Evaluation of analgesic self-medication pattern among under-graduate medical students of Adichunchanagiri Institute of Medical Sciences, BG Nagar, Karnataka: a cross-sectional questionnaire-based study


  • Shwetha Shivamurthy Department of Pharmacology, Adichunchanagiri Institute of Medical Sciences, Mandya, Karnataka,India
  • Ravishankar Manchukonda Department of Pharmacology, Adichunchanagiri Institute of Medical Sciences, Mandya, Karnataka,India
  • Deepika Gurappanavar Department of Pharmacology, Adichunchanagiri Institute of Medical Sciences, Mandya, Karnataka,India




Self-medication, Analgesics, Undergraduate medical students, Side effects, Drug interactions, Toxicities


Background: Self-medication with analgesics is widely practiced among medical students. Self-medication is defined as “the selection and use of medicines by individuals to treat self-recognized illnesses or symptoms.” It assumes a special significance among the undergraduate medical students as they are aware of the available analgesic medications. Our study would evaluate the pattern of analgesic self-medication among undergraduate medical students of Adichunchanagiri Institute of Medical Sciences (AIMS), BG Nagar.

Methods: A cross-sectional questionnaire-based study was done from January to March 2014 among undergraduate medical students, AIMS, BG Nagar. 218 students consented for the study out of 250 students and filled in the questionnaire. 20 incomplete questionnaires were excluded and the remaining 198 were analyzed.

Results: Our study showed that 63.6% of the students practiced analgesic self-medication. 68.2% sought self-medication for headache followed by body pain (9.7%), low backache (5.1%), fever (4.5%) and joint pain (3.8%). Paracetamol was used by 47.2%, diclofenac by 20.5%, ibuprofen by 7.5%, aspirin by 6.8%, and aceclofenac by 4.1%. Self-medication was based on the use of previous prescriptions in 42.1% of the students and textbook knowledge in 39.1% of the students. 26.4% students complained that pain reduced concentration in studies. 61.6% students stated the mild nature of illness as the reason for self-medication. 91.9% of the students felt that self-medication is a part of self-care. 61.2% of the students were aware of the side-effects of the analgesic medications.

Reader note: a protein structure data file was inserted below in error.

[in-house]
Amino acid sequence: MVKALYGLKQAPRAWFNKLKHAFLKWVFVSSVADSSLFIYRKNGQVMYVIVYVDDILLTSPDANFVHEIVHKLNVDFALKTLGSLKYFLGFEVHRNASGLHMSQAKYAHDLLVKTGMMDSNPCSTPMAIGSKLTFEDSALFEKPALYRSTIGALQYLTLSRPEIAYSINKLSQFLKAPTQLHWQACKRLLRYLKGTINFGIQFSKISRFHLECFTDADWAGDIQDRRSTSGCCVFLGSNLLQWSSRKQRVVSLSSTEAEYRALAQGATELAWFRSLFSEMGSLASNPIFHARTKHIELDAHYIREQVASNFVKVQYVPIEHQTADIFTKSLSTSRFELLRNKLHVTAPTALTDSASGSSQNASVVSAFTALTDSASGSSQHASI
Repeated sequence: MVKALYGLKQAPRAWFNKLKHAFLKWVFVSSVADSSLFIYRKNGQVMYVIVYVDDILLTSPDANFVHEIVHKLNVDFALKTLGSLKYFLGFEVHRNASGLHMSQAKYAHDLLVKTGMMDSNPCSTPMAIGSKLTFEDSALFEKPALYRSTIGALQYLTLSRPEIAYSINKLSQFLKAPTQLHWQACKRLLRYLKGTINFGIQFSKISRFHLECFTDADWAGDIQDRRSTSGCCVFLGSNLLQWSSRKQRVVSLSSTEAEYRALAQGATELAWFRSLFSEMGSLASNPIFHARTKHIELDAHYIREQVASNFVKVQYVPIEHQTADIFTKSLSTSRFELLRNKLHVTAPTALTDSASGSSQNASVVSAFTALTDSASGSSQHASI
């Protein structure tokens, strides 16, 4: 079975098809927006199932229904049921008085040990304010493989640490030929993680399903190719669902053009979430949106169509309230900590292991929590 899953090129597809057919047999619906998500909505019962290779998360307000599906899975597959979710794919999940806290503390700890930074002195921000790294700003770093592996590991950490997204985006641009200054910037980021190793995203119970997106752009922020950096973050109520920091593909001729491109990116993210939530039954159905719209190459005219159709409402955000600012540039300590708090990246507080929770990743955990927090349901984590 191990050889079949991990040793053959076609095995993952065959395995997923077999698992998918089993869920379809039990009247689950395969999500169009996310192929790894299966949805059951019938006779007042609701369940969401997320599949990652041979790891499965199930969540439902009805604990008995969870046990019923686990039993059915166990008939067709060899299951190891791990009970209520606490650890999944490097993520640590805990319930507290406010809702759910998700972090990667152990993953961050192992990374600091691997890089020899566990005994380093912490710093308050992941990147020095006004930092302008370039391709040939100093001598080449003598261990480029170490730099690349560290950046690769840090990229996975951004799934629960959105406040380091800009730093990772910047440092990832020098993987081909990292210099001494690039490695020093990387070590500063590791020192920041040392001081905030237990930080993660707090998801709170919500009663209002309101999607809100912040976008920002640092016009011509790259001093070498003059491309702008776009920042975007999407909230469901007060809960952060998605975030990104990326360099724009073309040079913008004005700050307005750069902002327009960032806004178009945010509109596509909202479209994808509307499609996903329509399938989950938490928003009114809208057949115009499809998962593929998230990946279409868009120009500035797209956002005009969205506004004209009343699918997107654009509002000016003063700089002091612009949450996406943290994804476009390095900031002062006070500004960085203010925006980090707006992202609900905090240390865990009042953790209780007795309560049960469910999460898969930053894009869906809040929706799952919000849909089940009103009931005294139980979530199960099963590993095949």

Conclusion: Our study shows that self-medication with analgesics is high among the undergraduate medical students of this institute. Although it is an easy way to treat mild to moderate pain, it may be accompanied with side effects, drug interactions, and toxicities. Hence, we conclude that there is a need to create awareness, and educate the students regarding the possible harmful effects of self-medication with analgesics.


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How to Cite

Shivamurthy, S., Manchukonda, R., & Gurappanavar, D. (2017). Evaluation of analgesic self-medication pattern among under-graduate medical students of Adichunchanagiri Institute of Medical Sciences, BG Nagar, Karnataka: a cross-sectional questionnaire-based study. International Journal of Basic & Clinical Pharmacology, 4(3), 438–441. https://doi.org/10.18203/2319-2003.ijbcp20150010



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